I wish I could say the same for AMD/ATi, currently I have a 7950 that is less than 6 months old(purchased in May). Already I am on RMA #3. The second RMA was a NEW card mind you. Already, I need to send it back for service. due its display outputs just dropping out and no longer working. I dont use my GPUs for gaming,but for CAD/CAM and some mild video editing; Exploiting the OpenGL, CUDA, OpenCL languages, and we NEVER overclock our GPU's. Granted, Ive better luck with the 6700 series, none of them are still working as of now.

(To those ready to jump on my case)Yes, they are properly powered, cooled, etc.. Our machines sit in a dedicated server room, kept at 65F at all times. Using nothing but gold to platinum rated PSU's with 30%(10-15% being average) capacitor degrade equated. Our PSU's NEVER see past 60% load to them.

This isnt me saying AMD sucks, this is nothing more than my own experiences with both companies. To me, it comes as no surprise. OEMs aside of course.


I used to be an AMD fanboy myself, but as time has gone on, Intel has given me far less issues between CPU, Motherboard selection, and peripherals, drivers are easier to maintain, and all of the "troubleshooting" I used to do on AMD pc's got so time consuming I spent more time trying to solve problems with my PC than actually using it. I only do custom builds but it's not like I don't know what i'm doing. I always research my parts and make sure I select components that are compatible based on the latest QVL's. Intel the last 5-6 years have just done better for me in my experiences with needing high performance, high-stability workstations and desktops. I'm not a rich [censored], I'm actually quite broke, but my freelance work requires performance parts... and well... Intel and Nvidia deliver the best bang for my buck.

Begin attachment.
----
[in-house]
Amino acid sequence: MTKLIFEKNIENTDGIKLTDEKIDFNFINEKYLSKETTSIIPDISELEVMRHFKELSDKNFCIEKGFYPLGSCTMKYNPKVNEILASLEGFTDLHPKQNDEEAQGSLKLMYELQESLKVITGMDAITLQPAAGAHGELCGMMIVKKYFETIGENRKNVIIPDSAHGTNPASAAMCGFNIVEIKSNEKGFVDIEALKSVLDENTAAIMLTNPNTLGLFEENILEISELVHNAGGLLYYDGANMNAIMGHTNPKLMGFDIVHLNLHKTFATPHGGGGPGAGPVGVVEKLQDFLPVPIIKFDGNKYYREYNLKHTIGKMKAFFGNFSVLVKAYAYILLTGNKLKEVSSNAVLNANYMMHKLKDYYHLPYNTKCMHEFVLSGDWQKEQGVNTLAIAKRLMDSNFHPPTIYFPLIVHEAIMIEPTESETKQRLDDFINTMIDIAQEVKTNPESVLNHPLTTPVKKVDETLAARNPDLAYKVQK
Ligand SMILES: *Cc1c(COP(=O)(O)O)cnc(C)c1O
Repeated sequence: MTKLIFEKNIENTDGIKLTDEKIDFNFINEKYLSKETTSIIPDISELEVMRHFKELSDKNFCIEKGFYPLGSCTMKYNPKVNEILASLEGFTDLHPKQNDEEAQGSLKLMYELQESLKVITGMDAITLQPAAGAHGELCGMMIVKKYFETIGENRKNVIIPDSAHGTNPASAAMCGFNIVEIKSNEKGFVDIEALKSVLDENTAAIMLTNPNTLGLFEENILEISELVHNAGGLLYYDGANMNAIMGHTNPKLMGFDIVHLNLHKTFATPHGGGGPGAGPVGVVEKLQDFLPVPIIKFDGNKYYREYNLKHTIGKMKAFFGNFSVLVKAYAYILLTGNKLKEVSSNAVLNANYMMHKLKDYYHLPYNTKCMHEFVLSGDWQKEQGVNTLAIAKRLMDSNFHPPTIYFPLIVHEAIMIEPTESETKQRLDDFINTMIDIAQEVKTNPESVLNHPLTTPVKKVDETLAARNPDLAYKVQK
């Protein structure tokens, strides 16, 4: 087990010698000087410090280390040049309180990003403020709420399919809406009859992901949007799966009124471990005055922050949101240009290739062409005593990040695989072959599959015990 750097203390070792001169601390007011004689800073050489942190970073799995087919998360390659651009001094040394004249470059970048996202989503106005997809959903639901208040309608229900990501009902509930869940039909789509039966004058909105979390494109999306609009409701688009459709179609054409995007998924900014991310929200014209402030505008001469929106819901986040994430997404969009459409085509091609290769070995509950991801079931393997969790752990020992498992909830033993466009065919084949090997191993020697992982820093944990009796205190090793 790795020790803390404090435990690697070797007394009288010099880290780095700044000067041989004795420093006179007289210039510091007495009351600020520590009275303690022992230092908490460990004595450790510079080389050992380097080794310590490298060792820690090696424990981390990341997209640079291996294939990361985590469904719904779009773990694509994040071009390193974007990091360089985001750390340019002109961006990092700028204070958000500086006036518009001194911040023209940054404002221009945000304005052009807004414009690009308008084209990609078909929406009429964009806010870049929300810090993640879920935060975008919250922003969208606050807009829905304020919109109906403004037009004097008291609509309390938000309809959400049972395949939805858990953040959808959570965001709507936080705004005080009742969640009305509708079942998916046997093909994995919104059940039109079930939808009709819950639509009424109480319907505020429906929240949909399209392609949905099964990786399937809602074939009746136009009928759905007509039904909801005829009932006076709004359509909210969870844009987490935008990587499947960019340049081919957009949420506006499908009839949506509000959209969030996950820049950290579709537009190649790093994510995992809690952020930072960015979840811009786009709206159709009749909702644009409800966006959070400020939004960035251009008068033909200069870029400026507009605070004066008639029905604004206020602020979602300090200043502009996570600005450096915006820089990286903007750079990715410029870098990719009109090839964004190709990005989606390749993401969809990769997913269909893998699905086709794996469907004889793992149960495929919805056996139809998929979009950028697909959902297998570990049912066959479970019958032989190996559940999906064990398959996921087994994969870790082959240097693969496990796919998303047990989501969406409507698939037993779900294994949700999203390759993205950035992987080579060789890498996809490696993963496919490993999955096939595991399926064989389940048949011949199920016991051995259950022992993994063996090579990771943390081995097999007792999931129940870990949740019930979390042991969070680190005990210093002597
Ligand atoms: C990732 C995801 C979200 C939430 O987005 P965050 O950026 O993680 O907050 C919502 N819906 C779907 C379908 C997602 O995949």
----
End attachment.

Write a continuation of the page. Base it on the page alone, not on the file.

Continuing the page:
Who else thought that the article headline meant Steam had their pockets lined to have their games better optimized for Nvidia and Intel somehow?


You wont be saying that when the Radeon 9xxx comes out. Nvidia will get dominated in price point and performance once again. Even now a 7970 smokes comparable Nvidia cards (6xx) in price and performance.


Granted AMD CPU's DO suck. I have a 3570k and a 7950 personally.


That will just force Nvidia to drop their prices (which is great)

  •  3vi1
  • 50.25% (Neutral)
  • Advanced Member

The Linux numbers are actually not so bad, when you consider a few things:

- Almost all the 'Other" 0.6 percent consist of Linux users running non-tracked OSes like Arch and Ubuntu 13.10beta.

- A large number of those Linux users dual-boot or are also running Steam under Wine in order to run some game that hasn't yet been ported (old Civ games, in my case). So, they get counted as Windows users too.

- There are only 279 Linux games available as of yet for Linux in Steam, and they're mostly Indie titles. Think of this as 279 reasons for Linux users to install Steam. That's opposed to 890 reasons for Mac users, and what must be close to 5000 on the PC - Including all the AAA titles.

If Valve would have followed through on the SteamBox, the numbers could have gotten _really_ interesting... but it doesn't look like that's going to happen now. The fact that they didn't strike early, and that the major consoles are about to do a refresh is likely to put it in limbo forever.

When you considered the numbers in relation to the numbers for Mac users and the money they spend on advertising, it's not bad.